During Jordan’s presentation at Senate this Monday, several senators raised concerns about confidentiality. The new policy does not change the process by which hazing policy violations are reported, and senators were concerned students who have been hazed will still be unlikely to report their experiences. Although the policy lists a wide range of activities that could be considered hazing, each reported violation is evaluated by the Honor Code Council on a case-by-case basis. Because the policy does not specify sanctions, it is unclear from the policy whether an allegation will ultimately result in a consequence for the offending party. According to Jordan, the result of hearings will depend on each case.
“This is where it is subjective,” Jordan explained. “It’s going to depend on how people present their cases.”
The policy also includes several resources for students who want to talk about an experience with hazing before deciding whether or not to report it.
Section 17 of the Massachusetts law, which serves as the College’s current hazing policy, defines hazing as follows: “The definition of ‘hazing’ is … any conduct or methods of initiation into any student organization, whether on public or private property, which willfully or recklessly endangers the physical or mental health of any student or other person. Such conduct shall include whipping, beating, branding, forced calisthenics, exposure to weather, forced consumption of food, liquor, beverage, drug or other substance, or any other brutal treatment or forced physical activity which is likely to adversely affect the physical health or safety of any such person, or which subjects such student or other person to extreme mental stress, including extended deprivation of sleep or rest or extended isolation.”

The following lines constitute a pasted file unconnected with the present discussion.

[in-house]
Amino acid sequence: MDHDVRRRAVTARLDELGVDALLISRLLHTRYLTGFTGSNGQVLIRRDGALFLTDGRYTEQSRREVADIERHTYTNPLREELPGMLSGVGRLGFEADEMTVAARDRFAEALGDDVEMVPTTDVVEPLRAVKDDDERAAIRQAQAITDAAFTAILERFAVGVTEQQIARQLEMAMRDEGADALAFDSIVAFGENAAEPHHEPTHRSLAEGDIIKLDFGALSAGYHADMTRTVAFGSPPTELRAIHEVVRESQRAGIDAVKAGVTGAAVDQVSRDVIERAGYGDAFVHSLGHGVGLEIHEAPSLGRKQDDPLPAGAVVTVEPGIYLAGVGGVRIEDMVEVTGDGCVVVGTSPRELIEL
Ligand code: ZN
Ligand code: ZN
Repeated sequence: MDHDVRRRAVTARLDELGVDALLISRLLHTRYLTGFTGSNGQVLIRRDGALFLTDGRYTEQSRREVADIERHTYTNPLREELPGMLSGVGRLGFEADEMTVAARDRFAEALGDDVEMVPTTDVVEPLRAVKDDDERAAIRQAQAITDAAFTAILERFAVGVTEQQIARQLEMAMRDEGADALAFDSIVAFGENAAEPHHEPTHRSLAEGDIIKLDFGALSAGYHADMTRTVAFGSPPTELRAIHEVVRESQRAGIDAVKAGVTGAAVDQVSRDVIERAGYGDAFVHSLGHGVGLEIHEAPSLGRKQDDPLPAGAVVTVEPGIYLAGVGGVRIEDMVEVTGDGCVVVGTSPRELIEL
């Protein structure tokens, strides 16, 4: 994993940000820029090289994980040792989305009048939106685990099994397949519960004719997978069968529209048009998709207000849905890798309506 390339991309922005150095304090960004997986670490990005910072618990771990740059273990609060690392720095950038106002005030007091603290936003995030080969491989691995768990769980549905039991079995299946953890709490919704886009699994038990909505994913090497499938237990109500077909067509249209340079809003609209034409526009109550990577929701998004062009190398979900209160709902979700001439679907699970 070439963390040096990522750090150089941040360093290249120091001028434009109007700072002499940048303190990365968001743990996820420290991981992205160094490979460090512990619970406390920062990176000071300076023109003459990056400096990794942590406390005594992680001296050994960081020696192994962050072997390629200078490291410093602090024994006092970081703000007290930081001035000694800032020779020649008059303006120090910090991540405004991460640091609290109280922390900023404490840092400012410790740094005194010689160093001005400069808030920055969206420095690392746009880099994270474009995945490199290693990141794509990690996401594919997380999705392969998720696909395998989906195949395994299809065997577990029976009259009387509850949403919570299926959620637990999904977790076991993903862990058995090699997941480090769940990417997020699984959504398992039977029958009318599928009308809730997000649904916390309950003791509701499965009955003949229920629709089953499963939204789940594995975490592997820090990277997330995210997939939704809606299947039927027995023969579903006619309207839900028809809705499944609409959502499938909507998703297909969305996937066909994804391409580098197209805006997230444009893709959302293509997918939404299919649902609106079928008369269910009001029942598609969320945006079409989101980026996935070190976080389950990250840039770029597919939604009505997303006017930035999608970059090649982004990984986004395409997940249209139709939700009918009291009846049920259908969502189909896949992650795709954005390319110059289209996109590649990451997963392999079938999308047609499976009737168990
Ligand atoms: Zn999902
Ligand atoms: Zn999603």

Wellesley’s hazing policy is based on four community standards derived from the honor code: “compliance with governing law and college policies, respect for this community through the prevention/zero tolerance of hazing, care for one’s own health and well-being and the seeking of assistance for self or others.”
In the section about prevention and zero tolerance, the draft provides a Wellesley-specific definition of hazing. The policy adds to this definition by addressing the effects of hazing and the subtleties of determining what exactly constitutes hazing.
“Where a given activity falls on the continuum is not simply a function of what the act looks like to an observer. That’s because hazing impacts people differently. Therefore hazing is not defined by the activity but by the impact on the recipient,” the draft of the policy reads.
The draft later poses seven questions to the reader to help determine whether a certain activity is hazing. The questions are meant to compel students to assess their own actions and evaluate situations themselves.